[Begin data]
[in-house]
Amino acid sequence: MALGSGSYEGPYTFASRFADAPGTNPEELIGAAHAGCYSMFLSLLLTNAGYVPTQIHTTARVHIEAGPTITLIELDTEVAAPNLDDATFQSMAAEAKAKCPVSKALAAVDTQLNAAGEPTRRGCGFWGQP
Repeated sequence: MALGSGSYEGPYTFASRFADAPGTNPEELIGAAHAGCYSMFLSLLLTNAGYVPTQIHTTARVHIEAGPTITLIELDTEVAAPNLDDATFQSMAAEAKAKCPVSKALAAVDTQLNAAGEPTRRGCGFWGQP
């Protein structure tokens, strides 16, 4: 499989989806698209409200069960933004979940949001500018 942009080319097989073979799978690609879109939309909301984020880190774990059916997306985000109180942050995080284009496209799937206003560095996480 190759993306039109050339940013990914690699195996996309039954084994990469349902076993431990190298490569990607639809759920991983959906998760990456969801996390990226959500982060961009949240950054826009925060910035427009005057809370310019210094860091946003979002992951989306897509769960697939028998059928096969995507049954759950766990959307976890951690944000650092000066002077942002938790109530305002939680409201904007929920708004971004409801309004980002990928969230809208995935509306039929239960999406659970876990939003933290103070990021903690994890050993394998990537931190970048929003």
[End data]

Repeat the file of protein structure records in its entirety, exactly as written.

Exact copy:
[in-house]
Amino acid sequence: MALGSGSYEGPYTFASRFADAPGTNPEELIGAAHAGCYSMFLSLLLTNAGYVPTQIHTTARVHIEAGPTITLIELDTEVAAPNLDDATFQSMAAEAKAKCPVSKALAAVDTQLNAAGEPTRRGCGFWGQP
Repeated sequence: MALGSGSYEGPYTFASRFADAPGTNPEELIGAAHAGCYSMFLSLLLTNAGYVPTQIHTTARVHIEAGPTITLIELDTEVAAPNLDDATFQSMAAEAKAKCPVSKALAAVDTQLNAAGEPTRRGCGFWGQP
């Protein structure tokens, strides 16, 4: 499989989806698209409200069960933004979940949001500018 942009080319097989073979799978690609879109939309909301984020880190774990059916997306985000109180942050995080284009496209799937206003560095996480 190759993306039109050339940013990914690699195996996309039954084994990469349902076993431990190298490569990607639809759920991983959906998760990456969801996390990226959500982060961009949240950054826009925060910035427009005057809370310019210094860091946003979002992951989306897509769960697939028998059928096969995507049954759950766990959307976890951690944000650092000066002077942002938790109530305002939680409201904007929920708004971004409801309004980002990928969230809208995935509306039929239960999406659970876990939003933290103070990021903690994890050993394998990537931190970048929003």